Portrait of a Norwegian Star Photographer
Terje was educated in photography for 2 years at Sogn high school in Oslo

Which photo are you currently most proud of?
Having nature as my source of reference, I never tire of exploring the text that is written therein. My cooperation with international agencies gives me confidence that my very next photograph just might take the world by storm. My best selling image of an executive hurdler has sold 450 times worldwide.

You’re constantly traveling the Nordic countries taking photos. What are your favorite subjects and locations?
Even though I was born and bred in southeast Norway, I am very proud that our image collection includes more photographs from the magnificent and vast northern Norway, than from southern Norway. My life as a treasure hunter and adventurer has given me the opportunity to seek out those themes that are closest to my heart. My extended journey through spectacular landscapes and cultural heritage has taught me how vulnerable the heritage on this planet is to human intervention. I want my source of imagery to be an instrument, a fine-tuned voice, that can be accessed from every corner of the world. My wish is that nordiclife.com should be a place for inspiration and contemplation. Though I did name my collection Nordic Life with a Norwegian touch, the collection is today about imagery from many different countries like Sweden, Denmark, Iceland, England, Scotland, France, Italy, Spain, Croatia, Montenegro, Hungary and Greece.

Biggest inspiration?
The focus on seeking and creating art of work itself is the strive, inspiration and motivation, no matter whether the subject is people, nature, culture, animals, architecture, underwater, stillife or urban jungles. Physical activity and the joy of mastering the challenges I set for myself were always my strongest spurs and aspirations during my childhood years. I have never been looking much at other photographers work. Probably a good idea if you are focused on creating your own style and living source. Music to me is important, poetry and popular space- and natural sciences are always inspiring and valuable to fill my work of life. My constant amazement of life in all its many forms causes me to pose questions about color and light, biology and geology, the elements and building blocks, harmony and equilibrium, time and space, our senses and thought processes.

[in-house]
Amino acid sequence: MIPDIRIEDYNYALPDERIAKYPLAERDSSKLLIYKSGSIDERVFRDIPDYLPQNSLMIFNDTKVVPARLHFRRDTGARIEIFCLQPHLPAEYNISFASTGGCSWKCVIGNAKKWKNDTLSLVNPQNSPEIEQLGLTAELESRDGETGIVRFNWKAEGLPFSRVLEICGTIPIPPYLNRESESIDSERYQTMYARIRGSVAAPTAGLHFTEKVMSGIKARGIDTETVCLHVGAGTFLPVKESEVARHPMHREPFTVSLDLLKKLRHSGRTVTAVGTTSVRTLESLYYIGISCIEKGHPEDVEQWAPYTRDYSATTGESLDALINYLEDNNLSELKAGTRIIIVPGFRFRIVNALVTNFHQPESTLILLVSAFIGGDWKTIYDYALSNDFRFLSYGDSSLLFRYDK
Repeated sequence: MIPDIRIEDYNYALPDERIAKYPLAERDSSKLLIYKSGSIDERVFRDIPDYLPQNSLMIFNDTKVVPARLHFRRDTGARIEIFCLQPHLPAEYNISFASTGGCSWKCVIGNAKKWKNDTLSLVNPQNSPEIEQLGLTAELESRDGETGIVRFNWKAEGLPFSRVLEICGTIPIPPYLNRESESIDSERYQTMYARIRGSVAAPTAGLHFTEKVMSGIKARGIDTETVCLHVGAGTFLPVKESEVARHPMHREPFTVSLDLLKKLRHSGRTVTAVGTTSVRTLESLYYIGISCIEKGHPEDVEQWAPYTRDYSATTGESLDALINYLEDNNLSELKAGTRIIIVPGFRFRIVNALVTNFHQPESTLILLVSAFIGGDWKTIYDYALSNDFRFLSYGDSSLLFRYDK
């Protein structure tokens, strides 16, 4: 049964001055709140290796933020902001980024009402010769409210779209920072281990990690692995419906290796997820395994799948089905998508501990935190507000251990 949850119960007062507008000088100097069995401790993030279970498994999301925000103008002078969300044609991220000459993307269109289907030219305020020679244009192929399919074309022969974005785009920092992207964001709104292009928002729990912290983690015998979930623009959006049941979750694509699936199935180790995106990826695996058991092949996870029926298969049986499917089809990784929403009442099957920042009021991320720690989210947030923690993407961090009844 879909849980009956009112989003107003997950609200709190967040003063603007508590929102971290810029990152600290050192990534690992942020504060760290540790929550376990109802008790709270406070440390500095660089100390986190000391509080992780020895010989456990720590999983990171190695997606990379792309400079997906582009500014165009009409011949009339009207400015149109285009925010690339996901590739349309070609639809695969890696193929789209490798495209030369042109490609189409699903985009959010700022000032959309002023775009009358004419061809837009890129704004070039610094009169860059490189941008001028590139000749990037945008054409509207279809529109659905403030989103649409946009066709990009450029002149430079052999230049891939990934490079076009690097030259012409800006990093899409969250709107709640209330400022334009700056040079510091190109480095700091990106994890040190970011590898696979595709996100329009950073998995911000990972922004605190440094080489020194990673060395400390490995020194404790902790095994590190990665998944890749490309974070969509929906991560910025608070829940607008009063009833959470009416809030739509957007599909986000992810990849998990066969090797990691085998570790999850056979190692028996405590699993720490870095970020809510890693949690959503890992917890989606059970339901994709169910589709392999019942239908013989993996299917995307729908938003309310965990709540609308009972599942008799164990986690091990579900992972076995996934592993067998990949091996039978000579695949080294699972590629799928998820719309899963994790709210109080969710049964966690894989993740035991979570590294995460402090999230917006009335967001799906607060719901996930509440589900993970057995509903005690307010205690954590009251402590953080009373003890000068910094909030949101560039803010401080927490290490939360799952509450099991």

Portrait of a Norwegian Star Photographer
Terje in Steigen

Favorite photography website?
plainpicture.com, where I am also represented with 9.000 photographs.

Top tip for any aspiring photographers out there?
If you aim to become a top professional/international photographer you may need to practice physical training like any other sports athlete. Simply because catching the magnificent moments with a camera is at least equally concentration and focusing demanding as to perform on a sports arena. You simply have to win the competition on the marketplace out there to succeed. Years as a creative photographer have taught me that there is no easy road to success. To live an exciting and varied life on the go is dependent on a solid dose of will and faith.

Portrait of a Norwegian Star Photographer
From Senja, Norway

And finally, please write a short message to anyone who looks up to your style, with a few words of wisdom.
My photographic art must reflect – and reflect upon – what I stand for as a human being. The main focus of my journey has been to search for subjects that capture everyday life in exciting and remarkable ways. Whether I walk, crawl, climb, run, cycle, sail, row, kayak, swim, dive, skate, ski or am standing still, my goal is to capture images of substance and intensity.

The key to achievement in this profession is to have the will to search long enough and hard enough, and to develop the ability to see and discover remarkable moments and exciting juxtapositions. Being able to make a living by doing what I love most is a privilege so great that I have never taken it for granted. In my view it is a blessing to be allowed to document to the world that I am a part of it. We live in a time when there are many pressing questions, and perhaps we will find some key answers. Each in our own way, we are searching for ourselves – our identity, our dreams and our future.

To know your heritage is to know yourself, and Europe is a part of the world with rich and colorful history. Our cultural heritage consists of far more than old buildings and building methods, traditional handicrafts and storytelling, music and dance, the subtle language of the cultural landscape and song of dialects. The knowledge of roots, our local and national history and culture, is a vital factor in forming each one of us as individuals. Ever since I was a little boy, I needed a dream that felt alive. I once learned that the worst thing a man can do is not to follow his dream.

Thanks again Terje.

Read more about Terje in Nordic Life Magazine

All images, copyright Terje Rakke / Nordic Life

Portrait of a Norwegian Star Photographer, interviewed by Tor Kjolberg